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27 AUG 2013

PROPERTY: Smith v Bottomley [2013] EWCA Civ 953

(Court of Appeal, Lloyd, Jackson LJJ, Sales J, 29 July 2013)

The unmarried couple were in a relationship since 1990. The woman worked for the man's company and they cohabited for a period. They had one child together and were engaged.

In 2002, the man promised to marry the wife and they purchased a property in joint names, conveyed as tenants in common and accompanied by a formal declaration of trust. The man provided £15,000 towards the purchase price and the balance was met by way of a mortgage in respect of which he agreed to bear sole responsibility. The woman gave up her rented accommodation with the intention that they would live together as a family in the new property. Other properties were owned by the man and his company but at this stage of the relationship he assured the woman that although the properties were not held jointly in their names, all of their assets were equally owned by them.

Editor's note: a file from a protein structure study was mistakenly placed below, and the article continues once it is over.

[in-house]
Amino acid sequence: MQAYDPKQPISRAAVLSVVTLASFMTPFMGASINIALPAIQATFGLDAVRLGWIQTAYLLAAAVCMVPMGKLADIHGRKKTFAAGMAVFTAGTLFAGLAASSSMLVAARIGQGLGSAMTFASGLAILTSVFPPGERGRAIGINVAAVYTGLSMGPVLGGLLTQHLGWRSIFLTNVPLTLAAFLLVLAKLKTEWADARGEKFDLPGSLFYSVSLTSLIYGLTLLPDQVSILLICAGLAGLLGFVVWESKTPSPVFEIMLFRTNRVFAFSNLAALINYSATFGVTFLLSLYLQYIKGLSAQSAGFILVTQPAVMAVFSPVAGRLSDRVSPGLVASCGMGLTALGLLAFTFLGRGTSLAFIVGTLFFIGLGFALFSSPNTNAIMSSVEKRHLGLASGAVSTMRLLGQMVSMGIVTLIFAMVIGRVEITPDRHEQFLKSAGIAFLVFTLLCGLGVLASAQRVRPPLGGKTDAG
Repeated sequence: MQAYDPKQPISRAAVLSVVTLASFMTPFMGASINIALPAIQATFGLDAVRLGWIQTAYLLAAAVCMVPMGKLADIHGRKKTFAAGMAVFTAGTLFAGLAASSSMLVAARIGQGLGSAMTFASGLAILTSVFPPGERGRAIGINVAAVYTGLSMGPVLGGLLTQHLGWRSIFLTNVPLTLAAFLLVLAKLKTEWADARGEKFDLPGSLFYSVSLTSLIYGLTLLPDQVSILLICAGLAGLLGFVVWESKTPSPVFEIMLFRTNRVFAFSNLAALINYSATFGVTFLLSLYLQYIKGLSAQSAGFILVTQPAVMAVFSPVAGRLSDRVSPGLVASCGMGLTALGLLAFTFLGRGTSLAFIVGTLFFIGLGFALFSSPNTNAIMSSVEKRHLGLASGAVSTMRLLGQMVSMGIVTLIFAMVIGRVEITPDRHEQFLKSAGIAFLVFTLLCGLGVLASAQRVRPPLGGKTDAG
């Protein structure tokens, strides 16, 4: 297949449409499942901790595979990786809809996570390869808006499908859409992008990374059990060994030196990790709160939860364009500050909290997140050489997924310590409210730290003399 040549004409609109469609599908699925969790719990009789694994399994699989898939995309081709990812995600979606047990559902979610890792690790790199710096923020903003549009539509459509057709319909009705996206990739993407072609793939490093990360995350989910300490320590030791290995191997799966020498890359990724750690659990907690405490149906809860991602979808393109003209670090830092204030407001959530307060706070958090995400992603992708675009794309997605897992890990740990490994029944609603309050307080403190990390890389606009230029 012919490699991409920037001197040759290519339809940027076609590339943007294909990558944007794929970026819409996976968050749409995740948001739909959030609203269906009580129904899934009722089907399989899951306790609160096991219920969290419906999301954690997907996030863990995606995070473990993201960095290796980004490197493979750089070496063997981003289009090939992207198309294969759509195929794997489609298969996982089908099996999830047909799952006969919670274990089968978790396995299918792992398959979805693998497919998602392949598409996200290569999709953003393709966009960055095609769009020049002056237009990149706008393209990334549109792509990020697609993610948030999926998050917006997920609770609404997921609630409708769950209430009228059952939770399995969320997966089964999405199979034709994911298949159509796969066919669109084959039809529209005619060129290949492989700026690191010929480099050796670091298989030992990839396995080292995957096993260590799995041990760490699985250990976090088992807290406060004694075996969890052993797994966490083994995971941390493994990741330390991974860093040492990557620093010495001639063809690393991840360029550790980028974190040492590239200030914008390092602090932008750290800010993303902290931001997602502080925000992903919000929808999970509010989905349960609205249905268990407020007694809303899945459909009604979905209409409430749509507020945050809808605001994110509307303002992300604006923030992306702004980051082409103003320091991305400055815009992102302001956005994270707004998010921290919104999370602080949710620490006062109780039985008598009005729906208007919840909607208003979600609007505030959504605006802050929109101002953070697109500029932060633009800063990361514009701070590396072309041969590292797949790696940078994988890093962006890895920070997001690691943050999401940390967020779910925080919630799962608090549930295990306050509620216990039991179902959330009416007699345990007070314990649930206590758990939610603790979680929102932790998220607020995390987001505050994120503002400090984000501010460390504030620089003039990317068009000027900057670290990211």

When the couple separated the woman sought a declaration and quantification of her beneficial interest in the other properties owned by the man and/or the company on the basis of a constructive trust or proprietary estoppel. At first instance the judge found the woman was entitled to a half share of one of the properties and that she had been underpaid by £21,000 in relation to her share in a second property. The man appealed.

In respect of the underpayment ordered to be made good by the husband no pleaded case in relation to that issue had ever been made and no reasoned case management decision was taken to allow it to proceed. The man had been prejudiced in being deprived of the opportunity to adduce evidence against the claim and, therefore, fairness required the appeal to be allowed.

It was not possible for the woman to prove detrimental reliance necessary for a constructive trust on the man's promise of equal ownership based on his asserted intention to marry her or in her giving up rented accommodation to live with the man at no expense.

Appeal allowed.



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